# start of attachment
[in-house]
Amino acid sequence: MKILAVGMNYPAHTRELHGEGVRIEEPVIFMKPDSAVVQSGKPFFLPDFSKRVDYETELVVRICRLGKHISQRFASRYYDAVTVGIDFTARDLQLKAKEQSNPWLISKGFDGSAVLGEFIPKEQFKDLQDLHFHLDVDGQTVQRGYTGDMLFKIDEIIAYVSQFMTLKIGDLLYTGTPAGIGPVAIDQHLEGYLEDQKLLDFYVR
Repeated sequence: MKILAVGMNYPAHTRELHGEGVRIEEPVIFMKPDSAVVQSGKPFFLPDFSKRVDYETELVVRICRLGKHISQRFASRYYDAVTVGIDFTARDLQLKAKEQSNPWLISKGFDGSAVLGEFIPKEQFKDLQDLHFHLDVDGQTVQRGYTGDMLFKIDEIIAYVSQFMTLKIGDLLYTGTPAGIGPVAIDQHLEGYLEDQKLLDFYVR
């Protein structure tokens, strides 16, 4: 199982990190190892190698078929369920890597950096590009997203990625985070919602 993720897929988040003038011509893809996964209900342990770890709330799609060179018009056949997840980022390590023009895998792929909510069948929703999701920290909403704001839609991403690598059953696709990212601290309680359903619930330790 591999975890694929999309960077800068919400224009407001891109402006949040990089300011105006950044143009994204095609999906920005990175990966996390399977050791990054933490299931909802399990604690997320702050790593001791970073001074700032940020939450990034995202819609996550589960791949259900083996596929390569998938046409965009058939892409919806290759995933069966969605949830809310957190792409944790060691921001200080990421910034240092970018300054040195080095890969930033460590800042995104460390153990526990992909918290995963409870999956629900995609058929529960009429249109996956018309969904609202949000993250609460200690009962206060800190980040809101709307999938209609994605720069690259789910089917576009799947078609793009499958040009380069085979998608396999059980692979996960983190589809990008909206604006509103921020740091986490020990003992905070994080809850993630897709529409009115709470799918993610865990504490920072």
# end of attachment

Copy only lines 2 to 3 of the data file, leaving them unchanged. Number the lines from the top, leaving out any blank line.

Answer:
Amino acid sequence: MKILAVGMNYPAHTRELHGEGVRIEEPVIFMKPDSAVVQSGKPFFLPDFSKRVDYETELVVRICRLGKHISQRFASRYYDAVTVGIDFTARDLQLKAKEQSNPWLISKGFDGSAVLGEFIPKEQFKDLQDLHFHLDVDGQTVQRGYTGDMLFKIDEIIAYVSQFMTLKIGDLLYTGTPAGIGPVAIDQHLEGYLEDQKLLDFYVR
Repeated sequence: MKILAVGMNYPAHTRELHGEGVRIEEPVIFMKPDSAVVQSGKPFFLPDFSKRVDYETELVVRICRLGKHISQRFASRYYDAVTVGIDFTARDLQLKAKEQSNPWLISKGFDGSAVLGEFIPKEQFKDLQDLHFHLDVDGQTVQRGYTGDMLFKIDEIIAYVSQFMTLKIGDLLYTGTPAGIGPVAIDQHLEGYLEDQKLLDFYVR